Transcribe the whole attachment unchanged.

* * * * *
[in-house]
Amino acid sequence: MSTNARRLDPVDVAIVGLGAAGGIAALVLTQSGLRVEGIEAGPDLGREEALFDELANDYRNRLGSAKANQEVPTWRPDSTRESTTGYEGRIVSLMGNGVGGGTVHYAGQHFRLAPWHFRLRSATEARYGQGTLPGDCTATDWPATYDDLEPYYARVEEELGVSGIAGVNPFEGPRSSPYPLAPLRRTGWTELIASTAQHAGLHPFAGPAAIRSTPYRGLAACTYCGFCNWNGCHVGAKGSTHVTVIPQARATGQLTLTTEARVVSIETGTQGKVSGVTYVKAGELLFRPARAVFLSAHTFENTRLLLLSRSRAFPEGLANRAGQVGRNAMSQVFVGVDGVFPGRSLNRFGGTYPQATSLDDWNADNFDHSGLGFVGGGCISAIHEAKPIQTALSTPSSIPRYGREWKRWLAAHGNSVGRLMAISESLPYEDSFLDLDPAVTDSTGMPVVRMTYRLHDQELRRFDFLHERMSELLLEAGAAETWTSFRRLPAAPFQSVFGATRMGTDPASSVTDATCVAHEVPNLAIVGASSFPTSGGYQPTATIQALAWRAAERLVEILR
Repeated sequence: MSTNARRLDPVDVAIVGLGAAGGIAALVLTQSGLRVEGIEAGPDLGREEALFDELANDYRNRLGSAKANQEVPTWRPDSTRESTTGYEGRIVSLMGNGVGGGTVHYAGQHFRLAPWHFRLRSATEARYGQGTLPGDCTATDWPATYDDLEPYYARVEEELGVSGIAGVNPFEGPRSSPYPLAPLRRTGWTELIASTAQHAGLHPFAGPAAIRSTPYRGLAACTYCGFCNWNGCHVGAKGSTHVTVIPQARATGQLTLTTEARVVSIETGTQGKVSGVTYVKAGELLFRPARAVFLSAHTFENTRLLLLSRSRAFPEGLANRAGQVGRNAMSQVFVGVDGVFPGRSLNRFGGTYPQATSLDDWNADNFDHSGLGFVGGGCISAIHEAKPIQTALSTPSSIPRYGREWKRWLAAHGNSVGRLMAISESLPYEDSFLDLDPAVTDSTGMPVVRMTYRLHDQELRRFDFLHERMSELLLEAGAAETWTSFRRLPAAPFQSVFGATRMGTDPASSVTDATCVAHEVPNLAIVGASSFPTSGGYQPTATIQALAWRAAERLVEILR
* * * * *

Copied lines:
[in-house]
Amino acid sequence: MSTNARRLDPVDVAIVGLGAAGGIAALVLTQSGLRVEGIEAGPDLGREEALFDELANDYRNRLGSAKANQEVPTWRPDSTRESTTGYEGRIVSLMGNGVGGGTVHYAGQHFRLAPWHFRLRSATEARYGQGTLPGDCTATDWPATYDDLEPYYARVEEELGVSGIAGVNPFEGPRSSPYPLAPLRRTGWTELIASTAQHAGLHPFAGPAAIRSTPYRGLAACTYCGFCNWNGCHVGAKGSTHVTVIPQARATGQLTLTTEARVVSIETGTQGKVSGVTYVKAGELLFRPARAVFLSAHTFENTRLLLLSRSRAFPEGLANRAGQVGRNAMSQVFVGVDGVFPGRSLNRFGGTYPQATSLDDWNADNFDHSGLGFVGGGCISAIHEAKPIQTALSTPSSIPRYGREWKRWLAAHGNSVGRLMAISESLPYEDSFLDLDPAVTDSTGMPVVRMTYRLHDQELRRFDFLHERMSELLLEAGAAETWTSFRRLPAAPFQSVFGATRMGTDPASSVTDATCVAHEVPNLAIVGASSFPTSGGYQPTATIQALAWRAAERLVEILR
Repeated sequence: MSTNARRLDPVDVAIVGLGAAGGIAALVLTQSGLRVEGIEAGPDLGREEALFDELANDYRNRLGSAKANQEVPTWRPDSTRESTTGYEGRIVSLMGNGVGGGTVHYAGQHFRLAPWHFRLRSATEARYGQGTLPGDCTATDWPATYDDLEPYYARVEEELGVSGIAGVNPFEGPRSSPYPLAPLRRTGWTELIASTAQHAGLHPFAGPAAIRSTPYRGLAACTYCGFCNWNGCHVGAKGSTHVTVIPQARATGQLTLTTEARVVSIETGTQGKVSGVTYVKAGELLFRPARAVFLSAHTFENTRLLLLSRSRAFPEGLANRAGQVGRNAMSQVFVGVDGVFPGRSLNRFGGTYPQATSLDDWNADNFDHSGLGFVGGGCISAIHEAKPIQTALSTPSSIPRYGREWKRWLAAHGNSVGRLMAISESLPYEDSFLDLDPAVTDSTGMPVVRMTYRLHDQELRRFDFLHERMSELLLEAGAAETWTSFRRLPAAPFQSVFGATRMGTDPASSVTDATCVAHEVPNLAIVGASSFPTSGGYQPTATIQALAWRAAERLVEILR